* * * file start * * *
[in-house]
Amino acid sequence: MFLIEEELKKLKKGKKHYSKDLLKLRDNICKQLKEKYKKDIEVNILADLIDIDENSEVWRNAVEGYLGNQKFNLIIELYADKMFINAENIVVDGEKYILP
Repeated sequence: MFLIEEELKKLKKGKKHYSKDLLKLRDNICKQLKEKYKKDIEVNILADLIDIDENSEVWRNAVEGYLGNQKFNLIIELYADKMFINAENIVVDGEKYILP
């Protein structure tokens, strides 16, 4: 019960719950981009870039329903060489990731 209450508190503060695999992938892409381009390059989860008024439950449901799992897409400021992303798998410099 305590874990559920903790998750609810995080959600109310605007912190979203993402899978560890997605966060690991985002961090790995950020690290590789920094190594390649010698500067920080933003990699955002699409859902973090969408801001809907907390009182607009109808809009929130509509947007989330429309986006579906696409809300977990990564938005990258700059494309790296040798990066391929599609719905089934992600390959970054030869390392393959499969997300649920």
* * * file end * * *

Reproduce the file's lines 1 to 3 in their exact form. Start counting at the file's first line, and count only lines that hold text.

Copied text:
[in-house]
Amino acid sequence: MFLIEEELKKLKKGKKHYSKDLLKLRDNICKQLKEKYKKDIEVNILADLIDIDENSEVWRNAVEGYLGNQKFNLIIELYADKMFINAENIVVDGEKYILP
Repeated sequence: MFLIEEELKKLKKGKKHYSKDLLKLRDNICKQLKEKYKKDIEVNILADLIDIDENSEVWRNAVEGYLGNQKFNLIIELYADKMFINAENIVVDGEKYILP